I often wonder about the longevity of watches as a category and whether they will eventually suffer the same fate as the humble typewriter, either in a few years or a few decades. Two close friends of mine have already stopped wearing a watch on a regular basis – their logic is that they carry a phone all the time and can see the time on their phone. What’s worse – for the global watch industry, that is – they find the watch doubly redundant when at their desk in office where they can also see the time on their laptop.
Undoubtedly, the trend towards wearing a watch as an accessory will extend the category’s life-span, but for how long ? And does the watch industry have any other tricks up its sleeve or will it fall prey to marketing myopia in a decade or two ?
[Note : We’d mentioned marketing myopia once in an earlier post; the subject of this post is somewhat similar – an attempt made by a firm to adapt to a changing market, though in this case it’s early days yet and the market verdict is not clear.
Marketing Myopia : The term refers to the short-sightedness that leads companies to focus on their own organisation and product – line rather than on customers’ needs and wants. It leads to reluctance to change, and a failure to adjust to a changing market environment.]
In this context, I felt that the launch of the Tag Heuer Smartphones by the luxury watch brand was an interesting experiment (you can read articles about the launch here, here , here and here). Tag Heuer started retailing luxury mobile phones in India from 2008. It has since launched three such devices – first the Tag Heuer Meridiist and Link, and recently the Racer. The Tag Heuer Racer Smartphone (pics on extreme right in the image above) was the one launched a few months ago; in keeping with the Tag image, the phone looks top-end – really sleek, it’s supposedly styled after race cars. Buyers can customize their phones’ cases in a variety of materials, from rose gold to titanium, just as they would a TAG watch. They can even add Calfskin-leather trim, or a sprinkling of diamonds, for good measure.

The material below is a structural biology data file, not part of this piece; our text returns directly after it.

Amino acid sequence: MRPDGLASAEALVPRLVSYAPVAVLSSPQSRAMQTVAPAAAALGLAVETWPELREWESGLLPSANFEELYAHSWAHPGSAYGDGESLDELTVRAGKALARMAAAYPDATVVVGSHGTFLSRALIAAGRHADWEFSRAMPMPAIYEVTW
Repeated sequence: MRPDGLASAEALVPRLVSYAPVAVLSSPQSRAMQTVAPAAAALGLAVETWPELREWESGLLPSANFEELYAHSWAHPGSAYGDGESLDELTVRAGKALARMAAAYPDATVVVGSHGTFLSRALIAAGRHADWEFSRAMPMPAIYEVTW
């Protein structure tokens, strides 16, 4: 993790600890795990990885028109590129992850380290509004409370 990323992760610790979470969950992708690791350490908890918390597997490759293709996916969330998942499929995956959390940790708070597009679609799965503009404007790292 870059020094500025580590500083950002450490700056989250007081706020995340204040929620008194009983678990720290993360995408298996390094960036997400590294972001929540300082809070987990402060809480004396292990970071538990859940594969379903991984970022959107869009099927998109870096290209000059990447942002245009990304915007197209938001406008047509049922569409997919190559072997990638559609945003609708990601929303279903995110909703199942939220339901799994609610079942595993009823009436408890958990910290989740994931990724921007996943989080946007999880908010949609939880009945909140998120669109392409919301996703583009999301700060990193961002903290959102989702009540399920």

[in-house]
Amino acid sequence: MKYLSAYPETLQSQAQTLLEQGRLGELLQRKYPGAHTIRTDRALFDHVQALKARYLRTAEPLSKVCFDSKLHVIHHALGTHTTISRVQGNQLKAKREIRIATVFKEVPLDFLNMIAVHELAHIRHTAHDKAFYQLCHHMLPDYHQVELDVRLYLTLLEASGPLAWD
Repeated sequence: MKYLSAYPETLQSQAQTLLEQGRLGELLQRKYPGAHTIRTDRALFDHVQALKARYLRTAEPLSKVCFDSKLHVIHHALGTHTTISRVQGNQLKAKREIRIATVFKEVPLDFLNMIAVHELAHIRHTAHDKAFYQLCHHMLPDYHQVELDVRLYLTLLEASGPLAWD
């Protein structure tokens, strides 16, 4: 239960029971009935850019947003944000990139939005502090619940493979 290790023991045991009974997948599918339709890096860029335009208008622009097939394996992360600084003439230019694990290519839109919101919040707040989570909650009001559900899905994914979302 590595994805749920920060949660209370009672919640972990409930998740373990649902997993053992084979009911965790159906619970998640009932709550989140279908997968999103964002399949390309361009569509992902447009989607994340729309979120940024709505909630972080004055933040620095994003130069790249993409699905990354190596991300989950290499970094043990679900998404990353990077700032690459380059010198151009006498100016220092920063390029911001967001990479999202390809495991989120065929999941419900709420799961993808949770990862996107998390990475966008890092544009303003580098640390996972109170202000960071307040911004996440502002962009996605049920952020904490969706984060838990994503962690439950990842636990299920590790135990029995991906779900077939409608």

One fly in the ointment could be the fact that while consumers buy a watch for a lifetime – or at least to last for many years, they tend to change their phones to the latest model fairly often; at the price tag of a Tag Smartphone, that’s a bit heavy on the pocket. Will be interesting to see how this pans out. Meanwhile, kudos to Tag for not burying their heads in the sand, trying to adapt to changing consumer habits and being bold enough to experiment. A good effort, for sure.
- Zenobia Driver